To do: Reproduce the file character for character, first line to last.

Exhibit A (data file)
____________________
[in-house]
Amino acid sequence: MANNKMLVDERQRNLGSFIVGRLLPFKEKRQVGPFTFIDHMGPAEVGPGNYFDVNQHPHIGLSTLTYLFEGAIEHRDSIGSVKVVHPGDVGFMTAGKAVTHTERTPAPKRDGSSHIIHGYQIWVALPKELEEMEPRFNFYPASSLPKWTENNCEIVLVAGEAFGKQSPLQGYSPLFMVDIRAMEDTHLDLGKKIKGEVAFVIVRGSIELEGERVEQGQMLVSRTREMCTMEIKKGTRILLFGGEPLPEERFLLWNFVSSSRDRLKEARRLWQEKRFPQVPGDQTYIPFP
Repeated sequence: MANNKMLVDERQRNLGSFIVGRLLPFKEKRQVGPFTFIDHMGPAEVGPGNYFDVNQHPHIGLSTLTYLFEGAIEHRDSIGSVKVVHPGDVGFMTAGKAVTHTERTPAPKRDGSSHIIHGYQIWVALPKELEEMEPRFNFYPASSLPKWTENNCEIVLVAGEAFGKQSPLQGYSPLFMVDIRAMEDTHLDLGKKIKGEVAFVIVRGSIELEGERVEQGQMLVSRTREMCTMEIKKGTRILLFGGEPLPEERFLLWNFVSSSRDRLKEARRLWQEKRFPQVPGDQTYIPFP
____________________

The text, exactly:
[in-house]
Amino acid sequence: MANNKMLVDERQRNLGSFIVGRLLPFKEKRQVGPFTFIDHMGPAEVGPGNYFDVNQHPHIGLSTLTYLFEGAIEHRDSIGSVKVVHPGDVGFMTAGKAVTHTERTPAPKRDGSSHIIHGYQIWVALPKELEEMEPRFNFYPASSLPKWTENNCEIVLVAGEAFGKQSPLQGYSPLFMVDIRAMEDTHLDLGKKIKGEVAFVIVRGSIELEGERVEQGQMLVSRTREMCTMEIKKGTRILLFGGEPLPEERFLLWNFVSSSRDRLKEARRLWQEKRFPQVPGDQTYIPFP
Repeated sequence: MANNKMLVDERQRNLGSFIVGRLLPFKEKRQVGPFTFIDHMGPAEVGPGNYFDVNQHPHIGLSTLTYLFEGAIEHRDSIGSVKVVHPGDVGFMTAGKAVTHTERTPAPKRDGSSHIIHGYQIWVALPKELEEMEPRFNFYPASSLPKWTENNCEIVLVAGEAFGKQSPLQGYSPLFMVDIRAMEDTHLDLGKKIKGEVAFVIVRGSIELEGERVEQGQMLVSRTREMCTMEIKKGTRILLFGGEPLPEERFLLWNFVSSSRDRLKEARRLWQEKRFPQVPGDQTYIPFP